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US Stockpile Shortage of Tamiflu Described on Primetime
September 15, 2005
According to Leavitt, that is a long way from the country's ideal stockpile. "Our objective is to have 20 million doses of Tamiflu or enough for 20 million people," he says.
He later admitted that only 2 million are currently on hand, but asserted that no other country is in a better position.
Officials in Australia, however, have 3.5 million courses of treatment, and in Great Britain, officials say they have ordered enough to cover a quarter of their population.
"I think at the moment, with 2.5 million doses, you are pretty vulnerable," warns Professor John Oxford of the Royal London Hospital.
"The lack of advanced planning up until the moment in the United States, in the sense of not having a huge stockpile I think your citizens deserve, has surprised me and has dismayed me," he admits.
Faced with worldwide demand, the Roche company, which produces Tamiflu, has organized a first-come, first-serve waiting list. The United States is nowhere near the top.
"The way we are approaching the discussions with governments is that we are operating on a first-come, first-serve basis," says Dr. David Reddy, head of the pandemic task force at Roche.
"Do we wish we had ordered it sooner and more of it? I suspect one could say yes," admits Leavitt. "Are we moving rapidly to assure that we have it? The answer is also yes."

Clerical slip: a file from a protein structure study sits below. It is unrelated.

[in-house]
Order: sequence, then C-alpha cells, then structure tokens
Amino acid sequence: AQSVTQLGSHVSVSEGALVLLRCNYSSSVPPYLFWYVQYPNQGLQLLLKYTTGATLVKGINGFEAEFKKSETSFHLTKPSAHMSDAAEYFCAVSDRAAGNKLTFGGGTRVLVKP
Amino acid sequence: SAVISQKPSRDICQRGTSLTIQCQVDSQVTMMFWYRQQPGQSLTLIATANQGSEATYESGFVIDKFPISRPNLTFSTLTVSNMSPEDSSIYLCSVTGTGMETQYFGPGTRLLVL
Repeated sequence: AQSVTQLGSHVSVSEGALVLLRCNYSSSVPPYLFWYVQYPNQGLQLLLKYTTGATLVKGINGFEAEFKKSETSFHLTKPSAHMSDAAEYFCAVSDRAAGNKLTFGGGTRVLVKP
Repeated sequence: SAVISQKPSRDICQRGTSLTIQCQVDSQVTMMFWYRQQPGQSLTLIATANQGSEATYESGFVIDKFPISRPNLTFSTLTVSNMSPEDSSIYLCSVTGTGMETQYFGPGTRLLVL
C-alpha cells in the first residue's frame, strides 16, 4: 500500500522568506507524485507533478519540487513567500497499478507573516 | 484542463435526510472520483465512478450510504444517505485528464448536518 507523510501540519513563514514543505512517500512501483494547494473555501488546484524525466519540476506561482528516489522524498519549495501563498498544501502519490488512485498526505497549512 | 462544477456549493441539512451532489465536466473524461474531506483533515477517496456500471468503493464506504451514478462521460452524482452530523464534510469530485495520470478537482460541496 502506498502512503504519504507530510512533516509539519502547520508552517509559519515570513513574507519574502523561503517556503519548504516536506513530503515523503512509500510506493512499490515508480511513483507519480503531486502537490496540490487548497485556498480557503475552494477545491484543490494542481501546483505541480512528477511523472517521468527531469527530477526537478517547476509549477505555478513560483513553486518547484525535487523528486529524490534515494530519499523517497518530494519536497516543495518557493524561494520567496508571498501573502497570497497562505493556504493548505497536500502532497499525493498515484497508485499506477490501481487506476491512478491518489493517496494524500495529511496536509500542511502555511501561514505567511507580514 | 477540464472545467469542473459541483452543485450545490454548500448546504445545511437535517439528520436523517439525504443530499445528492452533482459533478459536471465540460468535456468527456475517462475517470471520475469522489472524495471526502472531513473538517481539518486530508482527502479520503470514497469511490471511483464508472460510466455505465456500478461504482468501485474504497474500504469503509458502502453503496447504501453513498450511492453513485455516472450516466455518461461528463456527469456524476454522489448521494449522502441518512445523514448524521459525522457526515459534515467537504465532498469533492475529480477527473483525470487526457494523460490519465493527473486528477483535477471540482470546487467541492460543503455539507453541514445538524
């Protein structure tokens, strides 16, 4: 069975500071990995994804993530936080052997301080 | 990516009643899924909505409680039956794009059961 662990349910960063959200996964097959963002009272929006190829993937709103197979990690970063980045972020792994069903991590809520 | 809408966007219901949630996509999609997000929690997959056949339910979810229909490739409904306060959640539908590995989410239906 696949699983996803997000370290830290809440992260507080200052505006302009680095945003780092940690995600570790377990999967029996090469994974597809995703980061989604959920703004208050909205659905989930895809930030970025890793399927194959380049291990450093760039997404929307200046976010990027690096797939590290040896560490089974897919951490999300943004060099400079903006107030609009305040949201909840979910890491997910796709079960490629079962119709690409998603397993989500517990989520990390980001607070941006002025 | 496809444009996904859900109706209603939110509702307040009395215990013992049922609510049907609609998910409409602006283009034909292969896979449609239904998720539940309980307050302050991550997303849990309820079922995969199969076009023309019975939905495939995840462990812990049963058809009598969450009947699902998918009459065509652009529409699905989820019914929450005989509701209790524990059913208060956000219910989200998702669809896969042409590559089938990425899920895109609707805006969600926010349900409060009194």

When asked why the United States did not place their orders for Tamiflu sooner, Leavitt replied, "I can't answer that. I don't know the answer to that."
The above comments from ABC News Primetime appear to have caused a rush on Google searches, which will likely translate into a run on Tamiflu tomorrow. The public appears to be shocked that the US stockpile is so low.
However, the above comments that 20 million doses are enough for 20 million people is a bit misleading. Although one course is for treating one person for five days, animal studies have suggested that five days is not long enough and the FDA approved dose may not be sufficiently high. These numbers collapse for prophylatic use because the Tamiflu only works while it is being taken, so protection for 60 days would require 6 courses per person at the FDA recommended dose, which may also be too low since the mice died even though they were give Tamiflu prior to infection.
It seems that the public is due to receive several rude awakenings when they realize that Tamiflu is sold out and its effectiveness has not been convincingly demonstrated.